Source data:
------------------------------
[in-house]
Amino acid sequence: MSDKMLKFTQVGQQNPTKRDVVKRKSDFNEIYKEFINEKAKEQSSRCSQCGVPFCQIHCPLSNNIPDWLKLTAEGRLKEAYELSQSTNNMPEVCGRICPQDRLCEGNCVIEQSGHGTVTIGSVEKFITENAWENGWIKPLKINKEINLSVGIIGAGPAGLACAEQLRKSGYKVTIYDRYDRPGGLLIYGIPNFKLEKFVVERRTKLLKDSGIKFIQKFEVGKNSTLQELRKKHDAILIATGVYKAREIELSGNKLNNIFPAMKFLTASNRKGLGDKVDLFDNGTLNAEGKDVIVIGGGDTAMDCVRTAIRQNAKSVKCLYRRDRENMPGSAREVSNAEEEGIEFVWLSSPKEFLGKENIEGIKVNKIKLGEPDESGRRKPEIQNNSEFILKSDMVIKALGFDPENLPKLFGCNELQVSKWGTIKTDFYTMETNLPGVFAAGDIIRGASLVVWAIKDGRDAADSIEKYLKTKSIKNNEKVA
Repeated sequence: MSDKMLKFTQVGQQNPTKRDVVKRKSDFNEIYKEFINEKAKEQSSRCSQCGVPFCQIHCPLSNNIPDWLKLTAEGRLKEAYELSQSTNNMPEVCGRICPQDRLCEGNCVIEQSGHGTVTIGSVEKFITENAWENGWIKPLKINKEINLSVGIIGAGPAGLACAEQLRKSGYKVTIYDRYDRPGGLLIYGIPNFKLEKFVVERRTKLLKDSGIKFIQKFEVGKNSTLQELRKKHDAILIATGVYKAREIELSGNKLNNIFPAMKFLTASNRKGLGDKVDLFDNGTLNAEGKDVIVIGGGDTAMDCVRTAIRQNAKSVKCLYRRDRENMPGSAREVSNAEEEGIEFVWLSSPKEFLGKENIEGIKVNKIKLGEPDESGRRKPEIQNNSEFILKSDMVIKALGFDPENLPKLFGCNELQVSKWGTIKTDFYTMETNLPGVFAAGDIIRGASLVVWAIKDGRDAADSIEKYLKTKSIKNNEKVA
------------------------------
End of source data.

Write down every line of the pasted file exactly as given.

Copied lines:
[in-house]
Amino acid sequence: MSDKMLKFTQVGQQNPTKRDVVKRKSDFNEIYKEFINEKAKEQSSRCSQCGVPFCQIHCPLSNNIPDWLKLTAEGRLKEAYELSQSTNNMPEVCGRICPQDRLCEGNCVIEQSGHGTVTIGSVEKFITENAWENGWIKPLKINKEINLSVGIIGAGPAGLACAEQLRKSGYKVTIYDRYDRPGGLLIYGIPNFKLEKFVVERRTKLLKDSGIKFIQKFEVGKNSTLQELRKKHDAILIATGVYKAREIELSGNKLNNIFPAMKFLTASNRKGLGDKVDLFDNGTLNAEGKDVIVIGGGDTAMDCVRTAIRQNAKSVKCLYRRDRENMPGSAREVSNAEEEGIEFVWLSSPKEFLGKENIEGIKVNKIKLGEPDESGRRKPEIQNNSEFILKSDMVIKALGFDPENLPKLFGCNELQVSKWGTIKTDFYTMETNLPGVFAAGDIIRGASLVVWAIKDGRDAADSIEKYLKTKSIKNNEKVA
Repeated sequence: MSDKMLKFTQVGQQNPTKRDVVKRKSDFNEIYKEFINEKAKEQSSRCSQCGVPFCQIHCPLSNNIPDWLKLTAEGRLKEAYELSQSTNNMPEVCGRICPQDRLCEGNCVIEQSGHGTVTIGSVEKFITENAWENGWIKPLKINKEINLSVGIIGAGPAGLACAEQLRKSGYKVTIYDRYDRPGGLLIYGIPNFKLEKFVVERRTKLLKDSGIKFIQKFEVGKNSTLQELRKKHDAILIATGVYKAREIELSGNKLNNIFPAMKFLTASNRKGLGDKVDLFDNGTLNAEGKDVIVIGGGDTAMDCVRTAIRQNAKSVKCLYRRDRENMPGSAREVSNAEEEGIEFVWLSSPKEFLGKENIEGIKVNKIKLGEPDESGRRKPEIQNNSEFILKSDMVIKALGFDPENLPKLFGCNELQVSKWGTIKTDFYTMETNLPGVFAAGDIIRGASLVVWAIKDGRDAADSIEKYLKTKSIKNNEKVA